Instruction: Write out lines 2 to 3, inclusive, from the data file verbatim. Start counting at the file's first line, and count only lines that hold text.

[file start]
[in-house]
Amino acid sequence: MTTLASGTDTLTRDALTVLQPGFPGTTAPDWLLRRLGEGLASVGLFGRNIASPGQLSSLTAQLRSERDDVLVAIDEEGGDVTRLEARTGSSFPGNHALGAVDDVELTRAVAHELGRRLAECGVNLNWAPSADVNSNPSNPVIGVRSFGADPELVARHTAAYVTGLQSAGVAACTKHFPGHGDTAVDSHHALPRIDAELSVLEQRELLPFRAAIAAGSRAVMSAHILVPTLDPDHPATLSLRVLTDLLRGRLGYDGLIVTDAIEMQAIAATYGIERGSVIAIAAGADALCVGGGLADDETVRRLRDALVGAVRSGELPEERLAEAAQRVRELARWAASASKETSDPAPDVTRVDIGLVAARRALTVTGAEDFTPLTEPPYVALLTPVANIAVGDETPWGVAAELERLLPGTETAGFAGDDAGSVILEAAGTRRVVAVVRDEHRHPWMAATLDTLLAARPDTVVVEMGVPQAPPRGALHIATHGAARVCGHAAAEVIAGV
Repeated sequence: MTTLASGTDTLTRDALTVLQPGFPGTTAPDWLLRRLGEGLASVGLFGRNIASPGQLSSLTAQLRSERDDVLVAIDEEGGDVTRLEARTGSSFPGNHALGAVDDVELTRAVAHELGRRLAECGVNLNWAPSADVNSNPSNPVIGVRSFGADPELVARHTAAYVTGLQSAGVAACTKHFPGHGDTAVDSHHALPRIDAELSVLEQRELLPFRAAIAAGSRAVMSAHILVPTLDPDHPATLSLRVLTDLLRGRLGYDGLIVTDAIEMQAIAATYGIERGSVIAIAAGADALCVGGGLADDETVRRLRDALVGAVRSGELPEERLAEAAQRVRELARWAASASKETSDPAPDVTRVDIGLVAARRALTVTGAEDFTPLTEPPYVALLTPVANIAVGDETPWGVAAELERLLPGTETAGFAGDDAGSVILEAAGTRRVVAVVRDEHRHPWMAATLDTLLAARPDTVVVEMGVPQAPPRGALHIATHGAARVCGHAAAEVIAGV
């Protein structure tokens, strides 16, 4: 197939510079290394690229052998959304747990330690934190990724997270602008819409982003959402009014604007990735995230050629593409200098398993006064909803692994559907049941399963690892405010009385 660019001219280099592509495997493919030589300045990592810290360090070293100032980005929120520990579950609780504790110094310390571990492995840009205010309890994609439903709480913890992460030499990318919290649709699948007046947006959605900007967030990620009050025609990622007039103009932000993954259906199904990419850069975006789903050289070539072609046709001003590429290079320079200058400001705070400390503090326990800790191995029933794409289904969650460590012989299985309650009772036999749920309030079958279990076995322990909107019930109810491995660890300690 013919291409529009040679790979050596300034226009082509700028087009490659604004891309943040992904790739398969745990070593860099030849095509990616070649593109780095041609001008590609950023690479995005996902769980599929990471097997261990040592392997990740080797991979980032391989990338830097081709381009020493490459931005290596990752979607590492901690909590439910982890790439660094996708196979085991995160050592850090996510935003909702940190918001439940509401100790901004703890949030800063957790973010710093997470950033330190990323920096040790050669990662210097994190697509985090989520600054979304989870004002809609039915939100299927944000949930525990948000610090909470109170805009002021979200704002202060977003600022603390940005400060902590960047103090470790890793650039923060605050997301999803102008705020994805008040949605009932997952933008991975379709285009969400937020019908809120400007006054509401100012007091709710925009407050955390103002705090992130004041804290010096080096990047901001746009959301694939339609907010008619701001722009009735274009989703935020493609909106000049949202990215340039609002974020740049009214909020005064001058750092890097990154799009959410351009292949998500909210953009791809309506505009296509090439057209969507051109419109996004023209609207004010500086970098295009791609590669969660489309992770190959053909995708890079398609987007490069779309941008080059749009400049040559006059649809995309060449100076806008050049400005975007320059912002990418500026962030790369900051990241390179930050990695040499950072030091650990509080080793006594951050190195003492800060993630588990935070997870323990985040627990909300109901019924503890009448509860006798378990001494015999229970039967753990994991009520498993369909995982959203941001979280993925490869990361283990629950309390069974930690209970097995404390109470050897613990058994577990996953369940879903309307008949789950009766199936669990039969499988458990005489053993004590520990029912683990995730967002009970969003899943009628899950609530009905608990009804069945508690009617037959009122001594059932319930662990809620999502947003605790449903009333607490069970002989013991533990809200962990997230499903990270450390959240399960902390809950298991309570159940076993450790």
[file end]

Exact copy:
Amino acid sequence: MTTLASGTDTLTRDALTVLQPGFPGTTAPDWLLRRLGEGLASVGLFGRNIASPGQLSSLTAQLRSERDDVLVAIDEEGGDVTRLEARTGSSFPGNHALGAVDDVELTRAVAHELGRRLAECGVNLNWAPSADVNSNPSNPVIGVRSFGADPELVARHTAAYVTGLQSAGVAACTKHFPGHGDTAVDSHHALPRIDAELSVLEQRELLPFRAAIAAGSRAVMSAHILVPTLDPDHPATLSLRVLTDLLRGRLGYDGLIVTDAIEMQAIAATYGIERGSVIAIAAGADALCVGGGLADDETVRRLRDALVGAVRSGELPEERLAEAAQRVRELARWAASASKETSDPAPDVTRVDIGLVAARRALTVTGAEDFTPLTEPPYVALLTPVANIAVGDETPWGVAAELERLLPGTETAGFAGDDAGSVILEAAGTRRVVAVVRDEHRHPWMAATLDTLLAARPDTVVVEMGVPQAPPRGALHIATHGAARVCGHAAAEVIAGV
Repeated sequence: MTTLASGTDTLTRDALTVLQPGFPGTTAPDWLLRRLGEGLASVGLFGRNIASPGQLSSLTAQLRSERDDVLVAIDEEGGDVTRLEARTGSSFPGNHALGAVDDVELTRAVAHELGRRLAECGVNLNWAPSADVNSNPSNPVIGVRSFGADPELVARHTAAYVTGLQSAGVAACTKHFPGHGDTAVDSHHALPRIDAELSVLEQRELLPFRAAIAAGSRAVMSAHILVPTLDPDHPATLSLRVLTDLLRGRLGYDGLIVTDAIEMQAIAATYGIERGSVIAIAAGADALCVGGGLADDETVRRLRDALVGAVRSGELPEERLAEAAQRVRELARWAASASKETSDPAPDVTRVDIGLVAARRALTVTGAEDFTPLTEPPYVALLTPVANIAVGDETPWGVAAELERLLPGTETAGFAGDDAGSVILEAAGTRRVVAVVRDEHRHPWMAATLDTLLAARPDTVVVEMGVPQAPPRGALHIATHGAARVCGHAAAEVIAGV